Cholesterol-lowering statins may leave patients fatigued, according to a new study. Statins are a class of prescription drugs used in combination with diet and exercise to lower the blood levels of low-density lipoprotein (LDL) cholesterol—so-called bad cholesterol.
The research found that statins can significantly increase risks for patients suffering from an energy drop or experiencing serious fatigue when exercising, said US News, citing new research. The finding was the result of a review of about 1,000 adults who were taking medications such as Pravachol and Zocor.
“We found that even at comparatively modest doses, statins were associated with a not-inconsequential drop in energy in some patients, a rise in fatigue with exertion in others and sometimes both,” lead study author Dr. Beatrice Golomb, associate professor of medicine at the University of California-San Diego, told US News. “This was true for both men and women…. But it appears to be more of a problem for female patients,” she added. Golomb and her colleagues discussed their findings in a research letter that was published online, June 11, in the journal Annals of Internal Medicine.
The team looked at about 700 men and more than 300 women from the San Diego area to review potential links between statins and exhaustion and fatigue, said US News. Participants were all over the age of 20 and were diagnosed with elevated LDL levels. None had a history of heart disease or diabetes at the start of the study and all were randomly assigned to receive one of three treatments: Either 40 milligrams of Pravachol (pravastatin), considered the most water-soluble statin; 20 mg of Zocor (simvastatin), the most fat-soluble statin; or a sugar-pill placebo, said US News.
Patients taking either statin experienced much more fatigue than patients on a sugar pill and were likelier to experience both or either type of energy loss. Patients taking Zocor appeared to be at greater risk for fatigue; Zocor also achieved a much greater LDL level drop than Pravachol, said the team, wrote US News. Lipitor (atorvastatin) and Crestor (rosuvastatin) were not tested; however, the LDL-lowering impact of each—at 10mg and 2.5mg to 5mg—was similar to that of the studied drugs, according to the research.
Female participants appeared to be “disproportionately affected” by statin-related energy loss or fatigue, said the team, which noted that 40 percent of women taking Zocor said they experienced energy loss or fatigue with exercise, 20 percent said they experienced energy loss and fatigue, and 10 percent said they fared “much worse” in both areas, said US News. In men, 25 percent experienced the same issues in all categories, said Golomb.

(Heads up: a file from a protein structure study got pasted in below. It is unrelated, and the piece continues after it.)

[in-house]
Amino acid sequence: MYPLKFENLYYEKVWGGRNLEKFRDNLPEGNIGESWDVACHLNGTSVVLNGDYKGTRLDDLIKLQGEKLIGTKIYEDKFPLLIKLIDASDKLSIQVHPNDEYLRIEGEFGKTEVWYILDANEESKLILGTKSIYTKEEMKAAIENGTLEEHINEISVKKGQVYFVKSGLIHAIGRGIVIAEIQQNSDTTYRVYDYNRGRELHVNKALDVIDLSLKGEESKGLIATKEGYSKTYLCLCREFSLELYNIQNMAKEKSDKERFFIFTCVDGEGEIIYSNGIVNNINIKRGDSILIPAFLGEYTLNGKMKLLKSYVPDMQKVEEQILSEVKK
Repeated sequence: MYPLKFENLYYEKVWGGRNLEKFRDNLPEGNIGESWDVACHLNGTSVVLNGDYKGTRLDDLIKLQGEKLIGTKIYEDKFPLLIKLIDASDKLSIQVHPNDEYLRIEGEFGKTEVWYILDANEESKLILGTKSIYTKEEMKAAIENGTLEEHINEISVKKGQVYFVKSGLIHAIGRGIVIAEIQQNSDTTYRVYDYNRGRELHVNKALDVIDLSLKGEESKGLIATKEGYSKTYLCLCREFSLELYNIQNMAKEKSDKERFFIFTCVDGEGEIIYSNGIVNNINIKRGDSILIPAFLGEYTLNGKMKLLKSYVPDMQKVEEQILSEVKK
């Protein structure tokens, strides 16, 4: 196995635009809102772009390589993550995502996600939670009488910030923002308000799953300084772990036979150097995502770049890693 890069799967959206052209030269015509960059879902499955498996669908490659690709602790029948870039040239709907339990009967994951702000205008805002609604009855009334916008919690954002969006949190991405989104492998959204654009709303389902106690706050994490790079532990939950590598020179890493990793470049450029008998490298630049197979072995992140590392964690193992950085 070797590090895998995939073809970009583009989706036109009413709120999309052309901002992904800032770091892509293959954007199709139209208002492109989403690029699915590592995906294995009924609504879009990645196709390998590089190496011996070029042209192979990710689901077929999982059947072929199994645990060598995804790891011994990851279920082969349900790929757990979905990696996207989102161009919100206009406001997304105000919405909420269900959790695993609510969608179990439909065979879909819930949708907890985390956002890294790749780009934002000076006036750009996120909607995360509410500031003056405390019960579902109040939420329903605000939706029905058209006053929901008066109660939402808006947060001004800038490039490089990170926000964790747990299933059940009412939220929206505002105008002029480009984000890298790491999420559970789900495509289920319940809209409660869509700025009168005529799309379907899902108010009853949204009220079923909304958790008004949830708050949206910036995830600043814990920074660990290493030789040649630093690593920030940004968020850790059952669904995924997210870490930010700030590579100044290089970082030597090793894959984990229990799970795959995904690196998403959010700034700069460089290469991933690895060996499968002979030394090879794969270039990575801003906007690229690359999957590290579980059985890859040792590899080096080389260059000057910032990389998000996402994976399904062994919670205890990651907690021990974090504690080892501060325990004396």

“Overall, I have to say that the magnitude of the effect was surprising, despite the fact that we had previous reports indicating there was a problem,” Golomb said, according to US News. “So far, the only group for whom the benefits of taking statins has clearly been shown to outweigh the risks has been men under the age of 70 who have heart disease,” she added. “The findings have been, at best, equivocal for women, even if they have heart disease. And the same is true even for most middle-aged men at high risk who don’t have heart disease. When you add to that the fact that these drugs can have a strong negative impact on a patient’s quality of life, I think there is a rationale for rethinking their use among many individuals…. Preventive medicine should only be used when the benefits clearly outweigh the risks,” she concluded.
The U.S. Food & Drug Administration (FDA) recently warned that statin levels have been updated to include information on drugs’ links to increased blood sugar levels and memory loss. Studies indicated some patients have a small, increased risk of experiencing memory loss and of being diagnosed with Type 2 diabetes. The agency stated it has received reports of blood sugar levels increasing with statin use and that certain cognitive (brain-related) effects have been reported with statin use.